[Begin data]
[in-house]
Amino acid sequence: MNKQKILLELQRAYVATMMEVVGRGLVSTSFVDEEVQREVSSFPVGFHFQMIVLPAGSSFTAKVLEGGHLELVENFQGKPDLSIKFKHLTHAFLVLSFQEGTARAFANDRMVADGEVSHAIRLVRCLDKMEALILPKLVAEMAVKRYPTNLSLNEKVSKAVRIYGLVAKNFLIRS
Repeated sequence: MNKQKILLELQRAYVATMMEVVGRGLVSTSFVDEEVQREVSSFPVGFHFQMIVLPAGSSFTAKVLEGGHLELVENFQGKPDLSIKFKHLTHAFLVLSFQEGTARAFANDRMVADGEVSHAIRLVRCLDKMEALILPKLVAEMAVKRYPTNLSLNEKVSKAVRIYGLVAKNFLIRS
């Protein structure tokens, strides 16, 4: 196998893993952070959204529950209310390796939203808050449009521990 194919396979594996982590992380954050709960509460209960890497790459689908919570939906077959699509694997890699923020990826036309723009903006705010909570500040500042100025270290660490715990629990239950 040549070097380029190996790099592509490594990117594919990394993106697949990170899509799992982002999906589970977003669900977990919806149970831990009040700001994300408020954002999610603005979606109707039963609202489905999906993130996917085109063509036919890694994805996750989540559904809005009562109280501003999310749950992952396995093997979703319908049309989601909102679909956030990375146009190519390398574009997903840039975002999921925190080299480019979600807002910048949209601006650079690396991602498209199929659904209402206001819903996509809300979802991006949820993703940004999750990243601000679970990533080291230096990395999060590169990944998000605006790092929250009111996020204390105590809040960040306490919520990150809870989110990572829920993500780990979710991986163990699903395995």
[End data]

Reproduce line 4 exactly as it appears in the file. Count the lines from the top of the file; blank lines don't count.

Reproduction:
């Protein structure tokens, strides 16, 4: 196998893993952070959204529950209310390796939203808050449009521990 194919396979594996982590992380954050709960509460209960890497790459689908919570939906077959699509694997890699923020990826036309723009903006705010909570500040500042100025270290660490715990629990239950 040549070097380029190996790099592509490594990117594919990394993106697949990170899509799992982002999906589970977003669900977990919806149970831990009040700001994300408020954002999610603005979606109707039963609202489905999906993130996917085109063509036919890694994805996750989540559904809005009562109280501003999310749950992952396995093997979703319908049309989601909102679909956030990375146009190519390398574009997903840039975002999921925190080299480019979600807002910048949209601006650079690396991602498209199929659904209402206001819903996509809300979802991006949820993703940004999750990243601000679970990533080291230096990395999060590169990944998000605006790092929250009111996020204390105590809040960040306490919520990150809870989110990572829920993500780990979710991986163990699903395995």